Gov Code §11513 (DMV Evidence Admissibility)

* This is the most important statute at the DMV license suspension hearing. Without a working knowledge of this statute, in addition to all caselaw construing (or misconstruing) the statute, the advocate stands no chance at prevailing at the hearing. It is fundamental to the ability to advocate on behalf of a client at the DMV hearing. I have broken it down into components for easy access & use. 

(a) Oral evidence shall be taken only on oath or affirmation.

(b) Each party shall have these rights:

  • to call and examine witnesses, 
  • to introduce exhibits; 
  • to cross-examine opposing witnesses on any matter relevant to the issues even though that matter was not covered in the direct examination; 
  • to impeach any witness regardless of which party first called him or her to testify; and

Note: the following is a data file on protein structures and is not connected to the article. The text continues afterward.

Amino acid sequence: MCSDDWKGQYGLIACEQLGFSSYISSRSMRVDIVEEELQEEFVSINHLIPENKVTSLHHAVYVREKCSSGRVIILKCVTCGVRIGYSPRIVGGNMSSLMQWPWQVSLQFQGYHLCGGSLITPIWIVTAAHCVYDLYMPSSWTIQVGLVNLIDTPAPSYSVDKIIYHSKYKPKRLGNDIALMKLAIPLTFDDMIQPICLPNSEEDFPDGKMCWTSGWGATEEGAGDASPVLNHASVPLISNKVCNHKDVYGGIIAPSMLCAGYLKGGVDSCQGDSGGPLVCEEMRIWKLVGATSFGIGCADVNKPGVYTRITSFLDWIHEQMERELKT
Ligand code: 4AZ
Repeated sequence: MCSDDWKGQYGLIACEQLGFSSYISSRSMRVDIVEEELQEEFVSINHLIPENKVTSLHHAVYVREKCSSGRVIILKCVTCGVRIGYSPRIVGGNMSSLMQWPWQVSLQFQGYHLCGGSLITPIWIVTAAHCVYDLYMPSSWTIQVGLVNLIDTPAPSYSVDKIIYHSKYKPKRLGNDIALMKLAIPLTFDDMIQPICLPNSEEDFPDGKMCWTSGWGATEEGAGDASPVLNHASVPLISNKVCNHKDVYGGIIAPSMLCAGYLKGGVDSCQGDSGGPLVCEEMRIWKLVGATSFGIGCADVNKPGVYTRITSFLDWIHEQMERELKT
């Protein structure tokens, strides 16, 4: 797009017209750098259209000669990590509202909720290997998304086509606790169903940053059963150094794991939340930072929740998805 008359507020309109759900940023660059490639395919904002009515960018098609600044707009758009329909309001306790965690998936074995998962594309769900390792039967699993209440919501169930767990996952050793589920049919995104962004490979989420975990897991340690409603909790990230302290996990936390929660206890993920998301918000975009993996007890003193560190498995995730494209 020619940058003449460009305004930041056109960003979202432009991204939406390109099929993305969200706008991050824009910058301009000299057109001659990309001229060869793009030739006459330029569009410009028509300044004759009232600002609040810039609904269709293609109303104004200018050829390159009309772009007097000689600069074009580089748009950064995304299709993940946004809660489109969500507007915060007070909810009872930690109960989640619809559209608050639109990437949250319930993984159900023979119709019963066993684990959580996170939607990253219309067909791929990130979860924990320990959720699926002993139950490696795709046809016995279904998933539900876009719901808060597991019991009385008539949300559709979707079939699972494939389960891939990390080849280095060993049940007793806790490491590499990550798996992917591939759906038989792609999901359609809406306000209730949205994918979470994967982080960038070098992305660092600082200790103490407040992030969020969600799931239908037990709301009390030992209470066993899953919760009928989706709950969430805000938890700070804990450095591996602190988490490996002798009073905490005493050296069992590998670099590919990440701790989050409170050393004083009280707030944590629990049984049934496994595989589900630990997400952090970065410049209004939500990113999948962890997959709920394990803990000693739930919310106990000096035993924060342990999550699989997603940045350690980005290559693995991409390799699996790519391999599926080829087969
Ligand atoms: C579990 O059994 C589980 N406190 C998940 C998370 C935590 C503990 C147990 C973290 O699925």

• to rebut the evidence against him or her. If respondent does not testify in his or her own behalf he or she may be called and examined as if under cross-examination.

(c) The hearing need not be conducted according to technical rules relating to evidence and witnesses, except as hereinafter provided. Any relevant evidence shall be admitted if it is the sort of evidence on which responsible persons are accustomed to rely in the conduct of serious affairs, regardless of the existence of any common law or statutory rule which might make improper the admission of the evidence over objection in civil actions.

(d) Hearsay evidence may be used for the purpose of supplementing or explaining other evidence

  • but over timely objection shall not be sufficient in itself to support a finding unless it would be admissible over objection in civil actions.
  • An objection is timely if made before submission of the case or on reconsideration.

(e) The rules of privilege shall be effective to the extent that they are otherwise required by statute to be recognized at the hearing.

(f) The presiding officer has discretion to exclude evidence if its probative value is substantially outweighed by the probability that its admission will necessitate undue consumption of time.

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